Fatty liver disease in cats — also known as feline hepatic lipidosis — is an abnormal accumulation of fat (usually triglycerides) in the cat's liver. It is the most common liver disease diagnosed in cats in North America.
Learn more about cat liver disease, including potential causes, symptoms, diagnosis, treatment, and the prognosis for feline hepatic lipidosis.
Causes of cat liver disease
Anything that causes a significant decrease in food intake can lead to feline liver disease. Obesity is a known risk factor, and obese middle-aged cats are most often affected. However, any cat who has not been eating for a period of time can develop it. No single breed or sex is predisposed to the condition.
Fatty liver disease in cats can occur without an obvious cause, or it can occur secondary to certain diseases. Diseases that are associated with secondary feline hepatic lipidosis include diabetes mellitus, pancreatitis (inflammation of the pancreas), diabetic ketoacidosis (a severe condition caused by untreated or unregulated diabetes), inflammatory bowel disease, cholangitis (inflammation of the gallbladder), hepatitis (inflammation of the liver), and cancer.
The exact physiology of cat liver disease is not completely understood. Some cats are predisposed to it because of the higher fat content of their protein-based diets, their high organ fat to subcutaneous fat ratio, and other aspects specific to feline metabolism.
Signs of liver disease in cats
Many cats with liver disease have a history of not eating for several days. The period during which the cat is anorexic (not eating) can be as short as two days. There is usually subsequent and rapid weight loss — as high as 40% to 60% of body weight.
Clinical signs of feline liver disease include mental depression, weakness, dehydration, vomiting, diarrhea, and constipation. Jaundice (a yellowing of the skin and mucous membranes) is noted in a majority of cats with the condition, and drooling might be seen as a result of nausea and vomiting.
Diagnosis of feline liver disease
Feline fatty liver disease is diagnosed by physical examination, clinical signs and changes in liver enzymes, and other values seen on laboratory tests. The liver will usually be enlarged on radiographs and there is a characteristic appearance on ultrasound of the liver that helps to confirm the diagnosis. On occasion, it may be necessary to differentiate hepatic lipidosis in cats from another disease such as cancer, and a fine needle biopsy or larger biopsy of the cat’s liver is required.
Treatment for hepatic lipidosis in cats
One of the most important components of treatment for hepatic lipidosis in cats is nutritional support. Lack of nutrition allows the abnormal metabolic cycle (fat accumulation in the liver) to continue. In the past, a type of “forced feeding” was sometimes employed, entailing using a syringe to force liquefied food into the cat’s mouth. This technique is generally not recommended today and might lead to food aversion.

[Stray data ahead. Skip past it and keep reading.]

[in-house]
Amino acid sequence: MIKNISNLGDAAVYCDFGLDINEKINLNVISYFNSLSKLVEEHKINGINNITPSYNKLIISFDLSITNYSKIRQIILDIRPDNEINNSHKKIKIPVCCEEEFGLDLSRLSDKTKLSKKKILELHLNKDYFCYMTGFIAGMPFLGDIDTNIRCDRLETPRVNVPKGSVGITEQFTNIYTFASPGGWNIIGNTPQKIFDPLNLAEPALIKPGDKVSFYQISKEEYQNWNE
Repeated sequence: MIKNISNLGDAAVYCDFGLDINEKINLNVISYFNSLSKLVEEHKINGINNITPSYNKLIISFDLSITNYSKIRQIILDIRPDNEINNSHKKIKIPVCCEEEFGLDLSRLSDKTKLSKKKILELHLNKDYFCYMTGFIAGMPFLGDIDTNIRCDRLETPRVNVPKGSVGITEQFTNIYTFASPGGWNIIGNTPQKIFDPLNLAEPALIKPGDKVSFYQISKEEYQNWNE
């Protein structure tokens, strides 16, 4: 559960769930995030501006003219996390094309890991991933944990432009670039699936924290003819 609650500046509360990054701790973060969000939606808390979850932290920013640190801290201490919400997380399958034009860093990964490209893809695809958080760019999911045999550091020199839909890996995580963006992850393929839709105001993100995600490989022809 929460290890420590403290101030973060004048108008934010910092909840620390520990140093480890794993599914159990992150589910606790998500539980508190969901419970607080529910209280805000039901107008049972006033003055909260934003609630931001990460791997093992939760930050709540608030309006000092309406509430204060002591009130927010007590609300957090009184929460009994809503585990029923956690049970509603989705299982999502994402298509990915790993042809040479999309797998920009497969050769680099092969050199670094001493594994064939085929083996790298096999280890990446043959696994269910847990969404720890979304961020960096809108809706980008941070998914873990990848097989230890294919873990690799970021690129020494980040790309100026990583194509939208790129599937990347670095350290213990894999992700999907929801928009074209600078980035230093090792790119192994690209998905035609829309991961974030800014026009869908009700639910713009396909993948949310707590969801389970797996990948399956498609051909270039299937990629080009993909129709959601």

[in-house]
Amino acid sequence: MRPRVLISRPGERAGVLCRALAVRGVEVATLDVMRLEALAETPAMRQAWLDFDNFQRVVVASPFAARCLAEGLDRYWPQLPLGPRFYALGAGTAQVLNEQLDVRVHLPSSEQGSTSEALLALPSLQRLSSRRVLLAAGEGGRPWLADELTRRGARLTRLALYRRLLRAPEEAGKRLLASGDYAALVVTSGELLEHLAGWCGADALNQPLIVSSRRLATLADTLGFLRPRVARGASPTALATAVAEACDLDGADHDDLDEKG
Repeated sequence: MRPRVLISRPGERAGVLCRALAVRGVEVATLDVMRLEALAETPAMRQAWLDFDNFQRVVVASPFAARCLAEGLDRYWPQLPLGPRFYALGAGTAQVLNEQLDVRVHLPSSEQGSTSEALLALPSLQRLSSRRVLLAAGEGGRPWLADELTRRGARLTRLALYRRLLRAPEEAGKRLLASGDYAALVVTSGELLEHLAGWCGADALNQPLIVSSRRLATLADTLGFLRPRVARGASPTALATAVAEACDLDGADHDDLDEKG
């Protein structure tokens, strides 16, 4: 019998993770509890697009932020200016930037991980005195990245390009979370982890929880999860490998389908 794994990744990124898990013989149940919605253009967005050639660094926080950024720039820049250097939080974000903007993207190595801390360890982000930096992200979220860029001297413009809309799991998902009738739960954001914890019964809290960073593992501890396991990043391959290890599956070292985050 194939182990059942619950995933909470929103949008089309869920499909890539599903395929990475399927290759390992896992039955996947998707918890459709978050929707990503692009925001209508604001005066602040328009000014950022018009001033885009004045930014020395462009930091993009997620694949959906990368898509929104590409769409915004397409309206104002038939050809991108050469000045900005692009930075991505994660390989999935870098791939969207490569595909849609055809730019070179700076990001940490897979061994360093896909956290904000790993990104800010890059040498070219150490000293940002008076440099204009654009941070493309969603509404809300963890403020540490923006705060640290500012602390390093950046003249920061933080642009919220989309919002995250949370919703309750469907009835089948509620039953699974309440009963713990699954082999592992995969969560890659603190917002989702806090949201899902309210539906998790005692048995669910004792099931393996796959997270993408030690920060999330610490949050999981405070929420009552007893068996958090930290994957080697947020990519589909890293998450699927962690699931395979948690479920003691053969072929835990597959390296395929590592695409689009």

For nutritional support, most cats require insertion of a feeding tube. There are different methods for inserting feeding tubes: Some can be placed through the nose into the esophagus or stomach, and some can go directly through the skin of the neck into the esophagus. At Best Friends, we prefer to use the latter method for longer-term feeding when treating hepatic lipidosis. The tube is placed while the cat is under anesthesia; most cats tolerate the tube quite well.
A prescription recovery or critical care veterinary diet is fed through the tube four to six times per day. Tube feedings are started gradually, and the amount being fed is increased over several days so that the cat’s stomach can accommodate the volume of food and to avoid metabolic imbalances that can occur with reintroduction of food.
The cat is also started on intravenous fluids to correct dehydration and to replace fluid loss from vomiting or diarrhea. Anti-vomiting drugs might be required if the cat is nauseated or continues to vomit. Also, the cat may need vitamin B12 and other B vitamins as well as potassium supplementation. Because the liver makes blood-clotting factors, some cats can have blood-clotting problems, so this might need to be checked and monitored (especially before a procedure like a biopsy is performed).
Prognosis for cats with the disease
Cats with hepatic lipidosis will require hospitalization at first. Vomiting and dehydration need to be corrected, and the cat’s electrolytes must be monitored to ensure that any imbalances are being corrected appropriately.
Once the cat is tolerating tube feedings well, the cat can be released from the hospital to minimize stress. Feeding tubes can be managed at home or by a foster person. The tube is typically left in place until the cat is consistently consuming enough daily calories on their own (without any tube feedings being administered).
The prognosis for cats with fatty liver disease varies; it depends on whether underlying disorders are present and whether they can be treated effectively. Some concurrent diseases worsen the prognosis; for example, cats with hepatic lipidosis secondary to acute severe pancreatitis have a significantly more guarded prognosis.
Aggressive medical diagnosis and treatment are very important, and the good news is that many cats will recover from hepatic lipidosis with appropriate therapy.